The Ieweras Gray Women’s Warrior Flag

Women's Warrior Flag, designed in honor of Ieweras Gray.
Women’s Warrior Flag, designed in honor of Ieweras Gray.

Ieweras Gray (1998-2014) was a Mohawk girl who was diagnosed with leukemia at age six, battling the cancer until succumbing to it at age 16.  Her story, and that of her father James Sakoietah Gray who was torn between supporting his daughter and defending himself in a criminal case regarding an Indian casino, was movingly documented in She brings the thunder by Jorge Barrera (APTN National News, 20 April 2015).  He quotes Sakoietah:

The Woman’s Warrior Flag was developed to honour Ieweras Gray and to bring strength to all women of the world for their voices to be heard once again. For the women are the protectors of the lands, they will stand strong and proud.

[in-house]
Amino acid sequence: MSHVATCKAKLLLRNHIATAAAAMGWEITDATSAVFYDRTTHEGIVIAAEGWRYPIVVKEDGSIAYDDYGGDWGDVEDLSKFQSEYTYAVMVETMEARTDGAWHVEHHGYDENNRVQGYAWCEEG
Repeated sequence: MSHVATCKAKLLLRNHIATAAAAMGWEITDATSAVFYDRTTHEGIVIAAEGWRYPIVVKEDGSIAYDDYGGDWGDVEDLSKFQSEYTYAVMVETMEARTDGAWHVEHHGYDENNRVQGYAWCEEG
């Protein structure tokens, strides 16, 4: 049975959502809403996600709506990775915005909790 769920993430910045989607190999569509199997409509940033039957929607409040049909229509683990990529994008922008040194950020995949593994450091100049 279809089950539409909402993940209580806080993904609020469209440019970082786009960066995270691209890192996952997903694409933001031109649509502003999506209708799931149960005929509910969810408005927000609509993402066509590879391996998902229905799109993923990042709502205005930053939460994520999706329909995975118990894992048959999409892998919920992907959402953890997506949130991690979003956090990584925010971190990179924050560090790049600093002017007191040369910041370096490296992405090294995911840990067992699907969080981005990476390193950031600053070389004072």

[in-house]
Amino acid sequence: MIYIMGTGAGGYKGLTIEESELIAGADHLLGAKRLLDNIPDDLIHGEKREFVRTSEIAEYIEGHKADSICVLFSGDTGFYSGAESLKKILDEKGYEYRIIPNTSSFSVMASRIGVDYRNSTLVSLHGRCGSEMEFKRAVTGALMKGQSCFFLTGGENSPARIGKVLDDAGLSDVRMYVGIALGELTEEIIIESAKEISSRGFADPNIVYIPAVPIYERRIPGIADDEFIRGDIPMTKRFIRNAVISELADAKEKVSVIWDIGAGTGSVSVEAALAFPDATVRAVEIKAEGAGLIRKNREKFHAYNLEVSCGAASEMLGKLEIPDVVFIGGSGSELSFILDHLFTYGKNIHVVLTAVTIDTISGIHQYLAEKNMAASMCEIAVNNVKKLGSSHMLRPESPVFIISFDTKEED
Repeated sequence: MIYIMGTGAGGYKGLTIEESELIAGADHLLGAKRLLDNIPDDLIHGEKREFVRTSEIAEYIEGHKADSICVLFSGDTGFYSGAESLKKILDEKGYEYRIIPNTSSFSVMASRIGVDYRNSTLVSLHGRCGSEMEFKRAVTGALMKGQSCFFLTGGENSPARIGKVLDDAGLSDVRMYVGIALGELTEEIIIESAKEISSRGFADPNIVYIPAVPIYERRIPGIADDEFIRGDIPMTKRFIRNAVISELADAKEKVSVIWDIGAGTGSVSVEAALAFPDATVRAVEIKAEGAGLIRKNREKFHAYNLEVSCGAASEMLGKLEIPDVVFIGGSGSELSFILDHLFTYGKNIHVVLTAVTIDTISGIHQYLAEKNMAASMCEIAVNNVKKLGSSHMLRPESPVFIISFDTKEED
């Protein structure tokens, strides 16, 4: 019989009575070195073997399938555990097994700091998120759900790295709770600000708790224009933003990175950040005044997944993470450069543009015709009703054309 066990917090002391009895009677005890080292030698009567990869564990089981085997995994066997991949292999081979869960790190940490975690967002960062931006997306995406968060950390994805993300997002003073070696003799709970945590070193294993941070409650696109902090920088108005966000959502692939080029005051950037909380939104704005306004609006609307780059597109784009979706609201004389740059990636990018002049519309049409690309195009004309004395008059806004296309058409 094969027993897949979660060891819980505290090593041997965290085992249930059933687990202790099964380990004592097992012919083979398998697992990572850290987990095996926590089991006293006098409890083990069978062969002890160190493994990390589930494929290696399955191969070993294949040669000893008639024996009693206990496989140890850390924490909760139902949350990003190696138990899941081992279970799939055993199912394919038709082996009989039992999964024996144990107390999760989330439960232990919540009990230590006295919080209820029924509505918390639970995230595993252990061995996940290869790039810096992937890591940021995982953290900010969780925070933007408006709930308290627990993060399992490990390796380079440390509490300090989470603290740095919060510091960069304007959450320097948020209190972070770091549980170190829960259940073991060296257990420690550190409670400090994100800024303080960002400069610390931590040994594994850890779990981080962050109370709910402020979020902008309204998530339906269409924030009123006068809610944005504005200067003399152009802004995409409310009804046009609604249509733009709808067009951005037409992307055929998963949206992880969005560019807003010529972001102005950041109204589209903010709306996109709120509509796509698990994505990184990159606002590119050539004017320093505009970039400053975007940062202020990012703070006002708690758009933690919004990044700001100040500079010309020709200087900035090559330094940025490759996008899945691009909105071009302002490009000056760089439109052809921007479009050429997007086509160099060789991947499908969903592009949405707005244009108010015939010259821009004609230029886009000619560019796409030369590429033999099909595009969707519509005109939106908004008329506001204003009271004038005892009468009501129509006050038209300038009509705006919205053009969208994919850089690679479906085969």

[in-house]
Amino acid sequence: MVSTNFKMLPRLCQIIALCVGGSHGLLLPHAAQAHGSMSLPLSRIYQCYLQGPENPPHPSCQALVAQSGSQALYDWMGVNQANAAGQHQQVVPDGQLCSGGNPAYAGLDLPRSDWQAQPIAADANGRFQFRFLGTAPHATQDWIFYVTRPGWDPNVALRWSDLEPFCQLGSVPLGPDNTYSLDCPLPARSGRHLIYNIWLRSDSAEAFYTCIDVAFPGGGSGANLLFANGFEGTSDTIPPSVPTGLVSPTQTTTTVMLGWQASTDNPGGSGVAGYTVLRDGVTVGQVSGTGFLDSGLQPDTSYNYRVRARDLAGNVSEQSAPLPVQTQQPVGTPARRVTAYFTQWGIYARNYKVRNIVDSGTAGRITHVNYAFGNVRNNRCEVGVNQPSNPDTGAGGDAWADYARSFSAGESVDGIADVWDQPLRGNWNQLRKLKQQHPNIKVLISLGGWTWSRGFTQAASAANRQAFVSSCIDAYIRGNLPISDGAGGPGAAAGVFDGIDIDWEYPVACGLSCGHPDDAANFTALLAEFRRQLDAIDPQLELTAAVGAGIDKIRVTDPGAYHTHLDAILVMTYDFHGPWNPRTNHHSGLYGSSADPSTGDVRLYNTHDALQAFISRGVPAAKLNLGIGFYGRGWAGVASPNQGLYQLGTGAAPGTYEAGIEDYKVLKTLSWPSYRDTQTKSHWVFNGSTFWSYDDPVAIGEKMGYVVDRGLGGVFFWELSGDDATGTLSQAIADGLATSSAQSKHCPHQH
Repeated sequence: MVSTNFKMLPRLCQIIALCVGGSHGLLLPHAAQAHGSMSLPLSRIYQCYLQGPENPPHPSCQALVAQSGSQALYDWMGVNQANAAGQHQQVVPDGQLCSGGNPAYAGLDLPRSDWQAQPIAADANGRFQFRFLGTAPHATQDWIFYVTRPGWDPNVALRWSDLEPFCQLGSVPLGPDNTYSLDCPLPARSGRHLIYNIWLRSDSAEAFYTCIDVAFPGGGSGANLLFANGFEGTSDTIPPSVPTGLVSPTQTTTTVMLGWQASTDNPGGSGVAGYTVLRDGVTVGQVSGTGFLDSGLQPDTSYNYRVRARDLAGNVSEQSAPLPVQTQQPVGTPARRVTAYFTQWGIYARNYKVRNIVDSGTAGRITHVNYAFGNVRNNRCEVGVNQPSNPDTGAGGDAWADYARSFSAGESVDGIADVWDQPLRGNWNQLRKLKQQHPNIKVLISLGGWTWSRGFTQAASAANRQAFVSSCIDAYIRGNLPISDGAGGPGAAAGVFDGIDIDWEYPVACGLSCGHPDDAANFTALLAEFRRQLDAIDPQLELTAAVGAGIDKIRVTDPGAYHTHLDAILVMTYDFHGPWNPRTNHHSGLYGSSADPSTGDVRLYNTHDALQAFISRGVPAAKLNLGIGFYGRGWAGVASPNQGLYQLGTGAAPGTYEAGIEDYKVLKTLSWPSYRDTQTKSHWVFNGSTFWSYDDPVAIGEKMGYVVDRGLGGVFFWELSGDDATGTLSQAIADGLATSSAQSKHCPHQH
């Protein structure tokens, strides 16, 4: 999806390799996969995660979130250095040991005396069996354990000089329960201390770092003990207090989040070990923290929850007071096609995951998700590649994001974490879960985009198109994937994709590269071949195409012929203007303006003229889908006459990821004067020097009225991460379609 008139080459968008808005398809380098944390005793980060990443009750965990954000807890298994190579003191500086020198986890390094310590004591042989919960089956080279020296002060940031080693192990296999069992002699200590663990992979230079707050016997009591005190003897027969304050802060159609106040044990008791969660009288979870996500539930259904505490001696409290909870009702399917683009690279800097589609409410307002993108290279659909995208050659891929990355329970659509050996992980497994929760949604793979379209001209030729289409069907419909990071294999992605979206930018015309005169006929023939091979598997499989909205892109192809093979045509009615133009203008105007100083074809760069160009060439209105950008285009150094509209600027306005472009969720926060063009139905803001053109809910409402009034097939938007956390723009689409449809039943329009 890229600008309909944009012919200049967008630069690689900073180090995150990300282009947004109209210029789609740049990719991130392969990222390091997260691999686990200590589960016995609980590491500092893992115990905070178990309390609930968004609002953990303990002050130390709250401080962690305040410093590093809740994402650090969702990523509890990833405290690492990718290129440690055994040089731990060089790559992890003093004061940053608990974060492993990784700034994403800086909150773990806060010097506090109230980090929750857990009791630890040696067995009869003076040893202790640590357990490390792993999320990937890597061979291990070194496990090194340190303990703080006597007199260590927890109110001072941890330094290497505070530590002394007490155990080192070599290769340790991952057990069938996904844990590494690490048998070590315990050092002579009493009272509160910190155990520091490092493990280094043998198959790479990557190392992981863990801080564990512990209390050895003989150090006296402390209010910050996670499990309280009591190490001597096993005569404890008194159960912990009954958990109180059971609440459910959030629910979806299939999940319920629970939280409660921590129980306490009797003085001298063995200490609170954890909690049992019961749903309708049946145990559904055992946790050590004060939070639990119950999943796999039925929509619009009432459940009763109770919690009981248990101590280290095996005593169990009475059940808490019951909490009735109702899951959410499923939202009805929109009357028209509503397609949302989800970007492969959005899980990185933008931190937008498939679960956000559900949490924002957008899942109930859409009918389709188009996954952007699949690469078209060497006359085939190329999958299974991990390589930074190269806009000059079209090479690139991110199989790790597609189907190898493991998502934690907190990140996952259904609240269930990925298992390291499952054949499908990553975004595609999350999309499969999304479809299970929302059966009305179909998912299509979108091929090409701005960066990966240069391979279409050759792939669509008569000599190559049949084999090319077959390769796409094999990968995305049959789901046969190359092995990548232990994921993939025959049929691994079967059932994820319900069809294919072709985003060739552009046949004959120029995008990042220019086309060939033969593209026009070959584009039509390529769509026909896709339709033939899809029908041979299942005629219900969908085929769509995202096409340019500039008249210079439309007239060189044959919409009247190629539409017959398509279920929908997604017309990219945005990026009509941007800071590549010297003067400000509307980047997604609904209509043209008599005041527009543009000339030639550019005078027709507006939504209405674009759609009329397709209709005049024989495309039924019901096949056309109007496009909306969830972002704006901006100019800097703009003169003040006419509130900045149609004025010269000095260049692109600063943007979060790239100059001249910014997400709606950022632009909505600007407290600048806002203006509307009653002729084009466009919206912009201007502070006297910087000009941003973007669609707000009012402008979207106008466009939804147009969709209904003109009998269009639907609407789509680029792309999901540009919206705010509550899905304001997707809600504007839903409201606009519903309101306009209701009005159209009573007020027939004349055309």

Ieweras means “she helps bring the thunder and lightning” — a warrior’s name given to her because she was born during a thunderstorm in Cornwall, Ontario.  The thunderbolt earring shown on the flag references this.

The  Mohawk Warrior Flag, designed by Louis Karoniaktajeh Hall.
The Mohawk Warrior Flag, designed by Louis Karoniaktajeh Hall.

The flag is a variant of the flag of the Mohawk Warrior Society, one of a series of flags designed by the artist Louis Karoniaktajeh Hall.  Other flags in the series include the “Indian Flag” showing a “long haired indigenous person,” and versions showing both a man and a woman.

The Indian Flag, a poster
The Indian Flag, a poster by Louis Karoniaktajeh Hall.

The Women’s Warrior Flag has been adopted by the Ieweras Gray Foundation, which sells the flag in its online store and publishes a feed on Instagram of photographs it has been sent showing the flag in various contexts, including MMIW (Missing and Murdered Indigenous Women) protests.

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Ieweras Gray
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Author: SDM

Ethnography * Technology * Design

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